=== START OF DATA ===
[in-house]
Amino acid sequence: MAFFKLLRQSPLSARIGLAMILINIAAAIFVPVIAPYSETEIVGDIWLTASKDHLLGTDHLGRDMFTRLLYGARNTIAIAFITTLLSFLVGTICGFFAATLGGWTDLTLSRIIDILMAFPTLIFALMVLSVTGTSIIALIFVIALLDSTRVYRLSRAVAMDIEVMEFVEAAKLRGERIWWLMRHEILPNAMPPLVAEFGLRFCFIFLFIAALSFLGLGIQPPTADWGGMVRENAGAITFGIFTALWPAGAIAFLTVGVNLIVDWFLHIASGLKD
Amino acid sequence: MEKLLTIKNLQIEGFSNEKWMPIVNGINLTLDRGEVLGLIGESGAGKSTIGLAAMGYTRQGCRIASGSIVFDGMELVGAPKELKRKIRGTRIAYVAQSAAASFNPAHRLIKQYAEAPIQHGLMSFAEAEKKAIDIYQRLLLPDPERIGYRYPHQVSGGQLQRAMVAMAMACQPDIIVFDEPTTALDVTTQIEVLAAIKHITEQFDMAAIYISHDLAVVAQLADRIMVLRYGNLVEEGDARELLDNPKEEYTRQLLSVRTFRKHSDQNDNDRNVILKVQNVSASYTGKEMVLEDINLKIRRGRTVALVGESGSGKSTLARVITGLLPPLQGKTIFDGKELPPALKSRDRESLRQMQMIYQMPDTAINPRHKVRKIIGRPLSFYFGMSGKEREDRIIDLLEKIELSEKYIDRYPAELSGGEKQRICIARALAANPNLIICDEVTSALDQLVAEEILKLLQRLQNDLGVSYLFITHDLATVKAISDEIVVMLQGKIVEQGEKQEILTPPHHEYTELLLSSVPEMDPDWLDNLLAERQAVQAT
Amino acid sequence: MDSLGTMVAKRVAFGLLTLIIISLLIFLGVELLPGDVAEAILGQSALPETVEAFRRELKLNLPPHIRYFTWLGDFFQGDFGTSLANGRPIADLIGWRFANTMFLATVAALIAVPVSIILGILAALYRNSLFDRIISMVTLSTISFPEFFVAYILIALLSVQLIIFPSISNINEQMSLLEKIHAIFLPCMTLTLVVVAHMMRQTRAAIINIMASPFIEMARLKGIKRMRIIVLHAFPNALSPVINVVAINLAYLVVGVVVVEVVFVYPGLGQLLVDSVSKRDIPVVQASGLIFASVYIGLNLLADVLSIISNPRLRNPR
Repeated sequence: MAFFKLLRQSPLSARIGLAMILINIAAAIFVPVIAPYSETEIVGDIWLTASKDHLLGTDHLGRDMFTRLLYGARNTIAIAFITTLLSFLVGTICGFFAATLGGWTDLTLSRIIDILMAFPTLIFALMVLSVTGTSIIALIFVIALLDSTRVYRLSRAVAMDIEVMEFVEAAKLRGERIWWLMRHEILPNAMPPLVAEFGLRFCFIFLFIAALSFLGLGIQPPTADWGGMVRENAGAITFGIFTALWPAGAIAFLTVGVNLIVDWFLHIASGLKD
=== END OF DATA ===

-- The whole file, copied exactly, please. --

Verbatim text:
[in-house]
Amino acid sequence: MAFFKLLRQSPLSARIGLAMILINIAAAIFVPVIAPYSETEIVGDIWLTASKDHLLGTDHLGRDMFTRLLYGARNTIAIAFITTLLSFLVGTICGFFAATLGGWTDLTLSRIIDILMAFPTLIFALMVLSVTGTSIIALIFVIALLDSTRVYRLSRAVAMDIEVMEFVEAAKLRGERIWWLMRHEILPNAMPPLVAEFGLRFCFIFLFIAALSFLGLGIQPPTADWGGMVRENAGAITFGIFTALWPAGAIAFLTVGVNLIVDWFLHIASGLKD
Amino acid sequence: MEKLLTIKNLQIEGFSNEKWMPIVNGINLTLDRGEVLGLIGESGAGKSTIGLAAMGYTRQGCRIASGSIVFDGMELVGAPKELKRKIRGTRIAYVAQSAAASFNPAHRLIKQYAEAPIQHGLMSFAEAEKKAIDIYQRLLLPDPERIGYRYPHQVSGGQLQRAMVAMAMACQPDIIVFDEPTTALDVTTQIEVLAAIKHITEQFDMAAIYISHDLAVVAQLADRIMVLRYGNLVEEGDARELLDNPKEEYTRQLLSVRTFRKHSDQNDNDRNVILKVQNVSASYTGKEMVLEDINLKIRRGRTVALVGESGSGKSTLARVITGLLPPLQGKTIFDGKELPPALKSRDRESLRQMQMIYQMPDTAINPRHKVRKIIGRPLSFYFGMSGKEREDRIIDLLEKIELSEKYIDRYPAELSGGEKQRICIARALAANPNLIICDEVTSALDQLVAEEILKLLQRLQNDLGVSYLFITHDLATVKAISDEIVVMLQGKIVEQGEKQEILTPPHHEYTELLLSSVPEMDPDWLDNLLAERQAVQAT
Amino acid sequence: MDSLGTMVAKRVAFGLLTLIIISLLIFLGVELLPGDVAEAILGQSALPETVEAFRRELKLNLPPHIRYFTWLGDFFQGDFGTSLANGRPIADLIGWRFANTMFLATVAALIAVPVSIILGILAALYRNSLFDRIISMVTLSTISFPEFFVAYILIALLSVQLIIFPSISNINEQMSLLEKIHAIFLPCMTLTLVVVAHMMRQTRAAIINIMASPFIEMARLKGIKRMRIIVLHAFPNALSPVINVVAINLAYLVVGVVVVEVVFVYPGLGQLLVDSVSKRDIPVVQASGLIFASVYIGLNLLADVLSIISNPRLRNPR
Repeated sequence: MAFFKLLRQSPLSARIGLAMILINIAAAIFVPVIAPYSETEIVGDIWLTASKDHLLGTDHLGRDMFTRLLYGARNTIAIAFITTLLSFLVGTICGFFAATLGGWTDLTLSRIIDILMAFPTLIFALMVLSVTGTSIIALIFVIALLDSTRVYRLSRAVAMDIEVMEFVEAAKLRGERIWWLMRHEILPNAMPPLVAEFGLRFCFIFLFIAALSFLGLGIQPPTADWGGMVRENAGAITFGIFTALWPAGAIAFLTVGVNLIVDWFLHIASGLKD